All those we spoke with noted that there are few real surprises in the feedback that has been received, and the skills and attributes identified as needed are included in most school systems’ strategic plans. However, it is important to have these sentiments reinforced, and equally important to gain input from a broad, diverse audience, one that reflects the community in question.

“We’ve had hundreds of meetings in every segment of the community, and folks have really stayed with this,” Warwick said, adding that the city has been able to maintain momentum for the initiative even in the middle of pandemic, a clear indicator of its importance to the future of the city and the region.

Paul Foster

Paul Foster

“Instead of traditional educators looking at this problem, we have a wider breadth of involvement from the community at large and the business community.”

For this issue and its focus on education, BusinessWest takes an in-depth look at the Portrait of a Graduate initiative, its goals, and why Springfield school officials believe it will pay dividends in their ongoing efforts to ensure that students not only graduate, but can succeed after they do.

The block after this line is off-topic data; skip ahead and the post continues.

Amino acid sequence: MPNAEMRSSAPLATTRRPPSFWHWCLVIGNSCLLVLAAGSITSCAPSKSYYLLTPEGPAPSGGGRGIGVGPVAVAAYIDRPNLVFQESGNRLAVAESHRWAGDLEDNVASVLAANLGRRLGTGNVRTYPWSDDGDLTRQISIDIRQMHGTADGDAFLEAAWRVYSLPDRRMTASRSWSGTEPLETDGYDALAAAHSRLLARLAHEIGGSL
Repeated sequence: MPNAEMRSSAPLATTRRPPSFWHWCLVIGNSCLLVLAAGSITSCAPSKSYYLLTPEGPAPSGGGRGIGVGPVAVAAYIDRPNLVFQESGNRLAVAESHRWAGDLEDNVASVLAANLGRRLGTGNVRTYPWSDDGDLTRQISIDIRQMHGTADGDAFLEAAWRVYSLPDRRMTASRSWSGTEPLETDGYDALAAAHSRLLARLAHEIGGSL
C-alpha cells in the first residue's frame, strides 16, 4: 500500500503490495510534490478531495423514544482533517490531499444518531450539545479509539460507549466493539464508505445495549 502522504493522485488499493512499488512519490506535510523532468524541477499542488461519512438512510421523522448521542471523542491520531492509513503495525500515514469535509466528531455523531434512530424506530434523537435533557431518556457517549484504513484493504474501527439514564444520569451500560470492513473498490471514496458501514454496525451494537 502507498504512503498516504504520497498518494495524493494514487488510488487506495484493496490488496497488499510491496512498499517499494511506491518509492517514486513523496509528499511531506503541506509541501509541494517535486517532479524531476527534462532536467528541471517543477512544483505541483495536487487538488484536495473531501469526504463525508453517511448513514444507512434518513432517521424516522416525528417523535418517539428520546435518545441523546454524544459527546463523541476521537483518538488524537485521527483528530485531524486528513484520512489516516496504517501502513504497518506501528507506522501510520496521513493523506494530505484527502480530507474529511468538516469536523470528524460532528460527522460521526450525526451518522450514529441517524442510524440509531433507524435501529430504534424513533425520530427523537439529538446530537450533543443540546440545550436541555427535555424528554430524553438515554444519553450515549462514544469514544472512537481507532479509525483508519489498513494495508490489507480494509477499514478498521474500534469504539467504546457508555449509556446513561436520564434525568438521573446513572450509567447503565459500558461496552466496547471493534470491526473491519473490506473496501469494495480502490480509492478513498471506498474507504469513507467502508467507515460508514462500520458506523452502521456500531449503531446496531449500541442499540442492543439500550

Course of Action

Foster told BusinessWest that Portrait of a Graduate, or POG for short, is becoming an increasingly popular response to what has a national issue, or concern — helping students succeed beyond the classroom.

He said the movement, if it can be called that, started several years ago in the private-school arena, and was quickly embraced by public schools as well. The basic concept is to ask a question — what skills and attributes will students need to succeed years and decades down the road? — and ask a lot of different of people that question. It sounds logical, but it in many ways represents a new way of thinking about this issue, Warwick said.